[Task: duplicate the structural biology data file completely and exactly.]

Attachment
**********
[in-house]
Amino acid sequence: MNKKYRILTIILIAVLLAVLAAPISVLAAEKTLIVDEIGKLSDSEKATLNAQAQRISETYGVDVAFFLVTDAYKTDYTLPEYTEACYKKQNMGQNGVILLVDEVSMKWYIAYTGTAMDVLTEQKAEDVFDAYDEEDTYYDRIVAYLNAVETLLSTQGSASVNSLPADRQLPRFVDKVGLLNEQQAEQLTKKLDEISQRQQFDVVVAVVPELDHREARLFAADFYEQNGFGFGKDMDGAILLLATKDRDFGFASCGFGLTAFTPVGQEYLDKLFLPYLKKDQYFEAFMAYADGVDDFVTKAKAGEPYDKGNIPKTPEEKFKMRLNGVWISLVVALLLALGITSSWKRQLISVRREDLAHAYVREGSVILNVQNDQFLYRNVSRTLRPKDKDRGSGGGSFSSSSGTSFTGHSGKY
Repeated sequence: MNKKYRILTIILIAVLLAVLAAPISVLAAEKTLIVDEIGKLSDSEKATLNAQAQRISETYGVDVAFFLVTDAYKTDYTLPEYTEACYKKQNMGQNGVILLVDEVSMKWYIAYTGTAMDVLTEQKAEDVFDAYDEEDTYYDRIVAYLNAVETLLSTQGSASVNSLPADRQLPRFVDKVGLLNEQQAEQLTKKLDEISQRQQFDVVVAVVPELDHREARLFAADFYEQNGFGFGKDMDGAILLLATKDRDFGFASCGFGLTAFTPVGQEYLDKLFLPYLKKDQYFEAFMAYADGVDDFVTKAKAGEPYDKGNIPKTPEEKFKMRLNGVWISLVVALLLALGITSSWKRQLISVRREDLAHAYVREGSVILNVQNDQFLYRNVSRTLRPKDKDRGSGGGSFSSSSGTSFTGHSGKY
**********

[in-house]
Amino acid sequence: MNKKYRILTIILIAVLLAVLAAPISVLAAEKTLIVDEIGKLSDSEKATLNAQAQRISETYGVDVAFFLVTDAYKTDYTLPEYTEACYKKQNMGQNGVILLVDEVSMKWYIAYTGTAMDVLTEQKAEDVFDAYDEEDTYYDRIVAYLNAVETLLSTQGSASVNSLPADRQLPRFVDKVGLLNEQQAEQLTKKLDEISQRQQFDVVVAVVPELDHREARLFAADFYEQNGFGFGKDMDGAILLLATKDRDFGFASCGFGLTAFTPVGQEYLDKLFLPYLKKDQYFEAFMAYADGVDDFVTKAKAGEPYDKGNIPKTPEEKFKMRLNGVWISLVVALLLALGITSSWKRQLISVRREDLAHAYVREGSVILNVQNDQFLYRNVSRTLRPKDKDRGSGGGSFSSSSGTSFTGHSGKY
Repeated sequence: MNKKYRILTIILIAVLLAVLAAPISVLAAEKTLIVDEIGKLSDSEKATLNAQAQRISETYGVDVAFFLVTDAYKTDYTLPEYTEACYKKQNMGQNGVILLVDEVSMKWYIAYTGTAMDVLTEQKAEDVFDAYDEEDTYYDRIVAYLNAVETLLSTQGSASVNSLPADRQLPRFVDKVGLLNEQQAEQLTKKLDEISQRQQFDVVVAVVPELDHREARLFAADFYEQNGFGFGKDMDGAILLLATKDRDFGFASCGFGLTAFTPVGQEYLDKLFLPYLKKDQYFEAFMAYADGVDDFVTKAKAGEPYDKGNIPKTPEEKFKMRLNGVWISLVVALLLALGITSSWKRQLISVRREDLAHAYVREGSVILNVQNDQFLYRNVSRTLRPKDKDRGSGGGSFSSSSGTSFTGHSGKY